The Show Goes On

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Despite the approaching night the air defies the laws of color tonight; royal blue sky and golden sun combine to create soft pink air that lingers on the streets of downtown Colorado Springs. I tumble down the sidewalk alongside my mother, wrapped up in conversation with her friend Tina. Whirlwinds of leaves fly past us, caught in the wind, red, green and yellow circus pinwheels. No cars pass through the streets, deserted save for a street musician lingering in a doorstep, pattering on his tambourine. My mother, Tina and I unconsciously fall into rhythm with his melancholy beat like snakes swaying back and forth to eerie flute music, hypnotized and charmed. East Bijou Street reminds me of a frozen Halloween street carnival, the type with shady, lurking characters dressed as zombies and ghouls. A surreal aura cloaks the street, but without the chaos and bustle of a carnival. Soon, late afternoon will fade into evening and the landscape will come alive, but for now I pass through unnoticed, unhurried.

We continue to weave around Asian eclectic shops, Jerusalem Cafes, and dingy nail salons, all closed for the evening. Exotic scents and languages seep into me from every window display, from turmeric to acetone to Korean to Arabic; how ironic that a huge breath of cultural fresh air comes to me in Colorado Springs. I expected Colorado’s breathtaking nature to come with breathtakingly bland cities. How ironic, then, that as soon as I venture downtown, I roam onto a street that bombards me with unfamiliarity. I stumbled into a funhouse, my perceptions of urban Colorado warping in the smoke and mirrors, twisting beyond recognition. After all, superfluous décor does not always indicate a carnival nearby. Perhaps on an evening without this precise combination of pink air and tambourine music, I would have hurried through without a glance at my surrounding. But tonight, East Bijou Street shakes me alive and awake and out of my stupor. It tosses me into the pink evening air like an acrobat with no safety net.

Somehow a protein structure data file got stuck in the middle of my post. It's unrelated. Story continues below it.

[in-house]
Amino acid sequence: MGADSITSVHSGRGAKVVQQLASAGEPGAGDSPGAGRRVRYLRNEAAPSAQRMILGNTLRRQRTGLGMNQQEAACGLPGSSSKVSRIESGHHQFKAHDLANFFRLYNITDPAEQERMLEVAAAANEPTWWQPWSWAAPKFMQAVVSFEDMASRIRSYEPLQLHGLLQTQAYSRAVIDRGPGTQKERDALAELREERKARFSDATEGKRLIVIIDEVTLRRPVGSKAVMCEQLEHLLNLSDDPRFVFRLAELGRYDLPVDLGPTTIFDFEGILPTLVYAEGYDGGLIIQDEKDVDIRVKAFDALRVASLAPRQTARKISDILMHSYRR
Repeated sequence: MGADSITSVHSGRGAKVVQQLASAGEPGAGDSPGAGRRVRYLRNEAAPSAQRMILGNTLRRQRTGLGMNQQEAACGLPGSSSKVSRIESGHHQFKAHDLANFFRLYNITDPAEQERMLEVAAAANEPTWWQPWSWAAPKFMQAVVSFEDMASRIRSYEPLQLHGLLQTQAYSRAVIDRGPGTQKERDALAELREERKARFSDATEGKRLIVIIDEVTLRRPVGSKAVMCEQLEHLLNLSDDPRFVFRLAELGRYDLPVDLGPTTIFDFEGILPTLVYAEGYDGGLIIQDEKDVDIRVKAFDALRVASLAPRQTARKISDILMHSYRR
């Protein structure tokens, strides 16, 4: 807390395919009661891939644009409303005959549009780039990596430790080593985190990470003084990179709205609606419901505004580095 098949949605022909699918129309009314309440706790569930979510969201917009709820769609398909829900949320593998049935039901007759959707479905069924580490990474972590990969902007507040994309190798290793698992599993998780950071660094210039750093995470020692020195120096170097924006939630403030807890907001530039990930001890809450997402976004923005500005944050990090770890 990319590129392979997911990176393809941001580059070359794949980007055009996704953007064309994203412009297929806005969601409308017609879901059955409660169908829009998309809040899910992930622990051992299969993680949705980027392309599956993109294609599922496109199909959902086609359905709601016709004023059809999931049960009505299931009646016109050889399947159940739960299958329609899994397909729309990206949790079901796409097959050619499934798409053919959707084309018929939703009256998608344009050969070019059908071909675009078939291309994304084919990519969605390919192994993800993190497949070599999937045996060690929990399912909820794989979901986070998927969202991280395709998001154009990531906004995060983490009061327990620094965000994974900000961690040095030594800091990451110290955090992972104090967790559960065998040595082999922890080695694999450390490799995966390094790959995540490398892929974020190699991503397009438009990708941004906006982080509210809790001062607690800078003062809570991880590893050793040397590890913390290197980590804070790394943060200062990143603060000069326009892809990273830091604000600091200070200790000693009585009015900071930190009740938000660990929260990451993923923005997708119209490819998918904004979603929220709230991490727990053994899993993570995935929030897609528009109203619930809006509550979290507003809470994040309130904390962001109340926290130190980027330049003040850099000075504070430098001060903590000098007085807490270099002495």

From under my black NorthFace fleece, my stomach growls, a tamed beast rounding on its helpless trainer, roaring for fresh meat. At the moment, however, Mexican sounds muy sabroso. My party of three leaves the slightly questionable East Bijou Street behind the corner in favor of the more domesticated Main Street; my Oriental spell lifts. Even the mainstream area of downtown lies deserted: a single group of youths lounges in a doorway, laughing at the clown among them who smiles with distant eyes and flicks cigarette ashes on the stony gray pavement.

Turning into a blissfully familiar Tex-Mex restaurant, we politely haggle the hostess for the table by the window, the one with the best view. We unwind, snacking on tortilla chips dipped in spicy green sauce, sipping tangy limeade. Outside, Colorado Springs prepares for night, illuminating letters of restaurant signs and filling its streets with cars and pedestrians. The street now bustles with a heterogeneous mix of people, as different from each other as a lean acrobat and a bearded lady, but all part of one show, the show. Everyone has their own niche, their own role that they execute as best they can. Clowns with painted-on smiles frown with their eyes; grad students’ and working moms’ and fire jugglers’ hands are busy working overtime just to keep their lives from tumbling down and catching fire; showgirls prance in glitzy dresses, baring all for their audience. Sometimes, we sense an unseen, omnipotent circus master directing the show. Sometimes we forget: are we in the performance or watching it? Maybe only those moments, rare and fleeting but truly beautiful, give us reason to stay alive. Suddenly, time halts. A silver, glittering acrobat’s ribbon on a backdrop of navy blue velvet, gone in an instant, seared into my mind, encompassing all of eternity in its graceful curve: a shooting star.





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